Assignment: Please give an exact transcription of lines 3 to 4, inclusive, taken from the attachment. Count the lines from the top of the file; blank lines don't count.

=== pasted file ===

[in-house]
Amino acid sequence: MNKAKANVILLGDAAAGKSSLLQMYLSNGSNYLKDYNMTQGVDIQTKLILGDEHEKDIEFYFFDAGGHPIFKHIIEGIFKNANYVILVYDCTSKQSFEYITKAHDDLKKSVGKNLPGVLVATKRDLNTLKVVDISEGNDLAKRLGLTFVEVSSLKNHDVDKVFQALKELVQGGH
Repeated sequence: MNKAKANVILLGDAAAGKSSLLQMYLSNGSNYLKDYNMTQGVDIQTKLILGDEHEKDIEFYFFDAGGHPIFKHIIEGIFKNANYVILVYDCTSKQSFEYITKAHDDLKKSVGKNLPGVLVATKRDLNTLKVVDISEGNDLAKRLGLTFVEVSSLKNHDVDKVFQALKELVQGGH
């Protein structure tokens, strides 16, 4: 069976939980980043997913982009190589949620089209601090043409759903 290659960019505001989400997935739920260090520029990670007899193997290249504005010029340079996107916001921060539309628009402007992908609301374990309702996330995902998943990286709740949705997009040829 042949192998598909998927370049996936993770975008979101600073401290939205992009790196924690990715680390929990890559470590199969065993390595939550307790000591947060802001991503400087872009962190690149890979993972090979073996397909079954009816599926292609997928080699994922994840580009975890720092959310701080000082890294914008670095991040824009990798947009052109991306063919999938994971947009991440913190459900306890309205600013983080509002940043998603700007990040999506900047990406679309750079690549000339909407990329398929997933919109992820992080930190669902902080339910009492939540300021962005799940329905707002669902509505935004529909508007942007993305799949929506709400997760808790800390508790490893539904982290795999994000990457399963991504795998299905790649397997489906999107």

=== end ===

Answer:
Repeated sequence: MNKAKANVILLGDAAAGKSSLLQMYLSNGSNYLKDYNMTQGVDIQTKLILGDEHEKDIEFYFFDAGGHPIFKHIIEGIFKNANYVILVYDCTSKQSFEYITKAHDDLKKSVGKNLPGVLVATKRDLNTLKVVDISEGNDLAKRLGLTFVEVSSLKNHDVDKVFQALKELVQGGH
């Protein structure tokens, strides 16, 4: 069976939980980043997913982009190589949620089209601090043409759903 290659960019505001989400997935739920260090520029990670007899193997290249504005010029340079996107916001921060539309628009402007992908609301374990309702996330995902998943990286709740949705997009040829 042949192998598909998927370049996936993770975008979101600073401290939205992009790196924690990715680390929990890559470590199969065993390595939550307790000591947060802001991503400087872009962190690149890979993972090979073996397909079954009816599926292609997928080699994922994840580009975890720092959310701080000082890294914008670095991040824009990798947009052109991306063919999938994971947009991440913190459900306890309205600013983080509002940043998603700007990040999506900047990406679309750079690549000339909407990329398929997933919109992820992080930190669902902080339910009492939540300021962005799940329905707002669902509505935004529909508007942007993305799949929506709400997760808790800390508790490893539904982290795999994000990457399963991504795998299905790649397997489906999107």